An evidence-planting allegation causes friction between the police chief and public defender.
By CANDACE RONDEAUX
Published June 24, 2004
TARPON SPRINGS - The Florida Department of Law Enforcement is reviewing an allegation that three Tarpon Springs police officers planted evidence on a suspect in March.
The Pinellas-Pasco Public Defender's office notified FDLE of the allegation about two months after officers arrested Tarpon Springs resident Terry Campsen on charges of unlawful use of a driver's license and possession of cocaine.
The claim is the latest in a series of complaints being scrutinized by the FDLE, which launched an inquiry into Tarpon Springs police practices early last year. It also marks one of the first times that the public defender's office has lodged a formal complaint against the Police Department.
Pinellas-Pasco Public Defender Bob Dillinger's accusation has provoked a heated dispute over how the police department handles internal affairs investigations. Dillinger has called for the Pinellas County Sheriff's Office to investigate, but Tarpon Springs police Chief Mark LeCouris balked. He denies his officers did anything wrong and sent an angry letter this week to Dillinger.
Sheriff Everett Rice said his agency is ready to step in but won't unless Tarpon Springs police ask him to do so.
Campsen, 42, said police planted a pocket knife tainted with cocaine on him when they arrested him near the corner of Harrison Street and North Avenue on March 20, said Troy Hitchcock, chief investigator for the public defender's office.
His arrest at an intersection near the heart of Tarpon Springs' Union Academy neighborhood is one of several arrests in the primarily African-American community being reviewed by the FDLE. Other cases under state scrutiny involve questionable police searches and use of force.
Officer Tommy Nguyen stopped Campsen during a routine patrol early that morning. Nguyen, police Sgt. Robert Gellatly and Officer Robert White questioned Campsen after chasing him when he ran, according to a police report.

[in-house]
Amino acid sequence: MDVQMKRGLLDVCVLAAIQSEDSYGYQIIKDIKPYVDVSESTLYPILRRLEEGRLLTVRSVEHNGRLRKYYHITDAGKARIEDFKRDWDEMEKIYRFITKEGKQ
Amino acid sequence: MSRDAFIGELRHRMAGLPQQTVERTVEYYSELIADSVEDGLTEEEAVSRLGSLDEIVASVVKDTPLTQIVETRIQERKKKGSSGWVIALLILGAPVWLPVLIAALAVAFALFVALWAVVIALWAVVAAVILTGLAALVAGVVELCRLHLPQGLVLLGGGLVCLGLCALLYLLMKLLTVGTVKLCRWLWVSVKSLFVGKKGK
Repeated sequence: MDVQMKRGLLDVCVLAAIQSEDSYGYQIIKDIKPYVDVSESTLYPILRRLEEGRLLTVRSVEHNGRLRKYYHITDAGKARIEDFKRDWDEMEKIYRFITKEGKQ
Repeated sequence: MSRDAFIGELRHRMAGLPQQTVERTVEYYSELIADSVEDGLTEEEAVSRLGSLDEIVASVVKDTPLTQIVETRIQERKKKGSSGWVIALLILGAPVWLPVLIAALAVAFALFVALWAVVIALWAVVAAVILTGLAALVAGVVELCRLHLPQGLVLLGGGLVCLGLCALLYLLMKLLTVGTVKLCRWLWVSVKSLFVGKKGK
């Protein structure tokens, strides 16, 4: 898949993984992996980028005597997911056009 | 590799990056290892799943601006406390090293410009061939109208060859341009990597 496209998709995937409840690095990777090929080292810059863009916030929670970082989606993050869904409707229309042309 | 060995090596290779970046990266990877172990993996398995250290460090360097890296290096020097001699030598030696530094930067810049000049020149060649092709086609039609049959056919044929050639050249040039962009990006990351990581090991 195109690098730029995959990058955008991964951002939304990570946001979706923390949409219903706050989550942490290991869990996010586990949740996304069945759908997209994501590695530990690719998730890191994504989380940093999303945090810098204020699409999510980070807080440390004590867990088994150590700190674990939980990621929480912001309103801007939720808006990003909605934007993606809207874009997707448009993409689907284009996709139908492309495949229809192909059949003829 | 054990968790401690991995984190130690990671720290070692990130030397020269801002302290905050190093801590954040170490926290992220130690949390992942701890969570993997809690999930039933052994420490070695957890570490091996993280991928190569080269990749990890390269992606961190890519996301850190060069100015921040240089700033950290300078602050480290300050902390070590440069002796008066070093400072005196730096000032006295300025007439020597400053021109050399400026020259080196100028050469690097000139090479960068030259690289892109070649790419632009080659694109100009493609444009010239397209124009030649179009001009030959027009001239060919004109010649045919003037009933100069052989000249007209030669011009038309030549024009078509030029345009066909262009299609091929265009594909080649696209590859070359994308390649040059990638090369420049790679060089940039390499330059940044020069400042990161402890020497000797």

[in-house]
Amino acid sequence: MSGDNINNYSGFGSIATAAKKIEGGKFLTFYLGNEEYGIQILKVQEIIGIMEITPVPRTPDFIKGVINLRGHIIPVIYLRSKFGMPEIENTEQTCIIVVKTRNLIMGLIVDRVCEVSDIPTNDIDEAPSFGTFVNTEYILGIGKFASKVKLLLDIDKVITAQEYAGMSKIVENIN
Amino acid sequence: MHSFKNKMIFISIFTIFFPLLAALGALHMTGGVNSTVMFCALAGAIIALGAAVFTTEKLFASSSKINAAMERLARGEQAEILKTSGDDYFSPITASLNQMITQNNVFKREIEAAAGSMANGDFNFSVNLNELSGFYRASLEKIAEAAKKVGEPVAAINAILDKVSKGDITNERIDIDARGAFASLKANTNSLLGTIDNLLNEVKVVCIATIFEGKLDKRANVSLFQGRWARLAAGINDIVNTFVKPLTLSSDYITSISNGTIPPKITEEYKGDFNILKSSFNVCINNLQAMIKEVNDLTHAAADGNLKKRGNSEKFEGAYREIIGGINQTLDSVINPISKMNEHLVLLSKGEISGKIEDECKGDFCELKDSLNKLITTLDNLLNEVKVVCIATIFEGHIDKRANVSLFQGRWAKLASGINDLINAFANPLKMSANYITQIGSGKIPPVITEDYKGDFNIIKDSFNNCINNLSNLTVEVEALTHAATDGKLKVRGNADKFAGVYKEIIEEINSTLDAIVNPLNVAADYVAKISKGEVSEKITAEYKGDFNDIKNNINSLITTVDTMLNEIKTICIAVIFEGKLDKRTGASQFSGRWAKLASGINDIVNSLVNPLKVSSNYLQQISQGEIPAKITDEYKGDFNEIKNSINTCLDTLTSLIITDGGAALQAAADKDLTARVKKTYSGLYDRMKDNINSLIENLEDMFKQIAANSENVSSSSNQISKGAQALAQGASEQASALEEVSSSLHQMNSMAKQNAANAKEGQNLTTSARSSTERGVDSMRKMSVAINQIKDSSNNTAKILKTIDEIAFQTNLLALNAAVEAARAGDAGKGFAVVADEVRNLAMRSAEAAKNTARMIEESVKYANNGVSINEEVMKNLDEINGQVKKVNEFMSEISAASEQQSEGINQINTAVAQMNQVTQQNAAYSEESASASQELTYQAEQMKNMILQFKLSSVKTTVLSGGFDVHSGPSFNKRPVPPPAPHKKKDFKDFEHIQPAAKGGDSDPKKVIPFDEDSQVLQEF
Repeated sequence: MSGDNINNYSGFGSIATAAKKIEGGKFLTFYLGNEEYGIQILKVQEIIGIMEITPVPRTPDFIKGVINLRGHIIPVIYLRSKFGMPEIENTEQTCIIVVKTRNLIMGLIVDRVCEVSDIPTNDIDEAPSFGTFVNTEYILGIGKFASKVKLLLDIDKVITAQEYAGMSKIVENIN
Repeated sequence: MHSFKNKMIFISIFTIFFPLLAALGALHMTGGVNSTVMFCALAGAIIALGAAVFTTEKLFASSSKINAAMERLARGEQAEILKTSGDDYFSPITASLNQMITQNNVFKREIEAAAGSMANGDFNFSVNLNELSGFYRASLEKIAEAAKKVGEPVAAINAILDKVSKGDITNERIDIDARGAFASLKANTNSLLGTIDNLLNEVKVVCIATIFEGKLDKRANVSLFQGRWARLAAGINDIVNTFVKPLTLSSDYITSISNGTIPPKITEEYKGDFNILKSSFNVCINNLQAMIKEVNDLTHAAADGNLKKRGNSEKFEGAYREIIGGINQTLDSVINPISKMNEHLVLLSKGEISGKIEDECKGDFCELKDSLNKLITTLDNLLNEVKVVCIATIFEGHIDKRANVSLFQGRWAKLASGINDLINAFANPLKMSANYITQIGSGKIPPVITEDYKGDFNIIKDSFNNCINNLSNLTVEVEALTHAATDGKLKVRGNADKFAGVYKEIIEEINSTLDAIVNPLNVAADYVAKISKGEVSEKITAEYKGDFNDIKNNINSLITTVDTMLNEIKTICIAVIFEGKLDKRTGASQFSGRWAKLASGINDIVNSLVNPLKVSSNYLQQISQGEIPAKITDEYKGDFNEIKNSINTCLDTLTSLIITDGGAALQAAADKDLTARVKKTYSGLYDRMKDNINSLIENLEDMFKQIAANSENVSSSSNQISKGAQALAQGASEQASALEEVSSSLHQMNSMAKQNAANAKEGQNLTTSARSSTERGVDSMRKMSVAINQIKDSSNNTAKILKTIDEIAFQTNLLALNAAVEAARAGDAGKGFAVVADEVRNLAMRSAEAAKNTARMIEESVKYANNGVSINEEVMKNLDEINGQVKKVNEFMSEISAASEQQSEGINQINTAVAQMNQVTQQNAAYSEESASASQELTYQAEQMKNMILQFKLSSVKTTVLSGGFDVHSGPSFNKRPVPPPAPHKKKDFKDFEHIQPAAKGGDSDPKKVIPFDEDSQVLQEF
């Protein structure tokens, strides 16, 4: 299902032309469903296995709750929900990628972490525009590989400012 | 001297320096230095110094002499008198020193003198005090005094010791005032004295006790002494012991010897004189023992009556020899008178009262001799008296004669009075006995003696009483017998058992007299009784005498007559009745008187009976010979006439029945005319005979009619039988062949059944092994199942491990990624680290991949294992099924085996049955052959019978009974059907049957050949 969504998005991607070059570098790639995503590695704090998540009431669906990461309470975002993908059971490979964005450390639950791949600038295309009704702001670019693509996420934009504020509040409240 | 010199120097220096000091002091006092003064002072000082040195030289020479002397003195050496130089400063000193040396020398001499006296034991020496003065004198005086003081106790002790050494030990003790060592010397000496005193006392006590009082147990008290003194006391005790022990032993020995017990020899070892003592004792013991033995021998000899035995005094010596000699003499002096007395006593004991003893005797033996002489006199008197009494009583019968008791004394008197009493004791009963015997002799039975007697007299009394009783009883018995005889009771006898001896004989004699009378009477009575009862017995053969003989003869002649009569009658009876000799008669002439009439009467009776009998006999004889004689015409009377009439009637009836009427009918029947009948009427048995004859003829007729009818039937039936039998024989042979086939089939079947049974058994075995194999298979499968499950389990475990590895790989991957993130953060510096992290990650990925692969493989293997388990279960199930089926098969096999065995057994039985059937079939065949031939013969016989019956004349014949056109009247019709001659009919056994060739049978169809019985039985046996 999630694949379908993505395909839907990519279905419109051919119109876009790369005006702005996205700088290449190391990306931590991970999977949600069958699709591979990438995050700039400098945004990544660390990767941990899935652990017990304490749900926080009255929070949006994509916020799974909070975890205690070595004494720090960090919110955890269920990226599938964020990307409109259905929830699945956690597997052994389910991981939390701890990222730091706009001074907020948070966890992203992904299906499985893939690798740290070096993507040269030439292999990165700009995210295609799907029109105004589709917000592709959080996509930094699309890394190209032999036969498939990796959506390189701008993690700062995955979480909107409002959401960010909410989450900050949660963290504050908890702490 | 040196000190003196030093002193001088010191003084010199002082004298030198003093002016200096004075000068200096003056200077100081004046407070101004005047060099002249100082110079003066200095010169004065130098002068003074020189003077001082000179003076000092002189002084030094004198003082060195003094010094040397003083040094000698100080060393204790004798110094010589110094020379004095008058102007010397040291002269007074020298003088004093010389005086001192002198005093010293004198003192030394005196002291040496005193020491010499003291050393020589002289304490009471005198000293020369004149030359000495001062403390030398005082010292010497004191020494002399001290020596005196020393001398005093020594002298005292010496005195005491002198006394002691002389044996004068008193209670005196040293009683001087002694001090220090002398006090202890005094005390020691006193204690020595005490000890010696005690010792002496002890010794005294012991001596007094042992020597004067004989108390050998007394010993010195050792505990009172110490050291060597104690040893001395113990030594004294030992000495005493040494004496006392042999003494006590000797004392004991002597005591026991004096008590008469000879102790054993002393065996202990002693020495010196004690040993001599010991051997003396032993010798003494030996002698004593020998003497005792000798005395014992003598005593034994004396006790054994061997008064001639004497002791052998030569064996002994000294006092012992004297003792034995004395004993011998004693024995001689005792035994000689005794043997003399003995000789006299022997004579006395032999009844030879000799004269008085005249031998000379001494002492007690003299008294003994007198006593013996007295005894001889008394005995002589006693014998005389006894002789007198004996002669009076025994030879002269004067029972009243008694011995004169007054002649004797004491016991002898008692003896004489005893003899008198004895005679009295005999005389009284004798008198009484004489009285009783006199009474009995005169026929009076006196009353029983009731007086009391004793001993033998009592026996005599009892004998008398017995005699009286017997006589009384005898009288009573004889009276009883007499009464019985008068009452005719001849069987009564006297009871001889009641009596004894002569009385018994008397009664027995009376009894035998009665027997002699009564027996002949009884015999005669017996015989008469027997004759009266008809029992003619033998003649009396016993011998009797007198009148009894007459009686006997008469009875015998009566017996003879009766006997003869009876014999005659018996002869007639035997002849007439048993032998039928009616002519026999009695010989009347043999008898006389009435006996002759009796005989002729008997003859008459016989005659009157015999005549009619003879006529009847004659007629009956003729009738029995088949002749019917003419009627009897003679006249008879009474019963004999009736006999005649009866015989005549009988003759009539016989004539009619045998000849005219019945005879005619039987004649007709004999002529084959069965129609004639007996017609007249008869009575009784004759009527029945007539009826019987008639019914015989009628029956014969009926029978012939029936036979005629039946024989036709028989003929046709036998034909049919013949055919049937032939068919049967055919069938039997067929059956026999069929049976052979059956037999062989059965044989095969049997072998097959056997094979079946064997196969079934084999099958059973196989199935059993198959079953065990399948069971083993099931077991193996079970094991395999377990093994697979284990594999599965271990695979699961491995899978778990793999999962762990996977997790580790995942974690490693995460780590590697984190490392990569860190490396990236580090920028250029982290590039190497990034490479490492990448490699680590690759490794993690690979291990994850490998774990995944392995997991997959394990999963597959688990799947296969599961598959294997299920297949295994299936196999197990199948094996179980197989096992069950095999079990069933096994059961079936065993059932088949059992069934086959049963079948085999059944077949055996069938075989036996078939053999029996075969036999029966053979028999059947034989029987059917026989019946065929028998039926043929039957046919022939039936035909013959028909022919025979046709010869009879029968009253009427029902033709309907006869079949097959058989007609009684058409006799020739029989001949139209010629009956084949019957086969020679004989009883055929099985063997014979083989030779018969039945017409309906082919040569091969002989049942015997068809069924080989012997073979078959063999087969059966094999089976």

When a check revealed that Campsen had given the officers a false name and Social Security number, police arrested Campsen. Officers found the knife in Campsen's pants pocket, records show. Nguyen later inspected the knife, finding a small baggy between the handle and the blade that contained cocaine residue, records show.
Records show Campsen disputed that the knife was his, and, according to Hitchcock, passed a polygraph exam involving his claim.
Campsen has a history of drug arrests that date to 1997, when he was charged with attempting to buy crack cocaine in Clearwater, according to FDLE records. He was released on his own recognizance about two months after the latest arrest. The case is scheduled for a hearing in July.
Tarpon Springs police Capt. Ronnie Holt said the FDLE requested information about Campsen's arrest earlier this month. But he said his department closed its internal affairs investigation into the complaint of evidence-planting after the public defender's office refused to allow Campsen to be interviewed by his officers.
"You can't have your cake and eat it, too," Holt said. "You can't make an allegation like this and expect us to take a third-party complaint, and, based on the fact that he passed a polygraph that they gave him, say now go out and do your investigation."
But Dillinger questioned the police department's handling of the case in a June 17 letter to Holt. He said the police department's request that Campsen submit to a second polygraph test administered by Tarpon Springs officers "appears to reflect a lack of basic understanding of the criminal court system."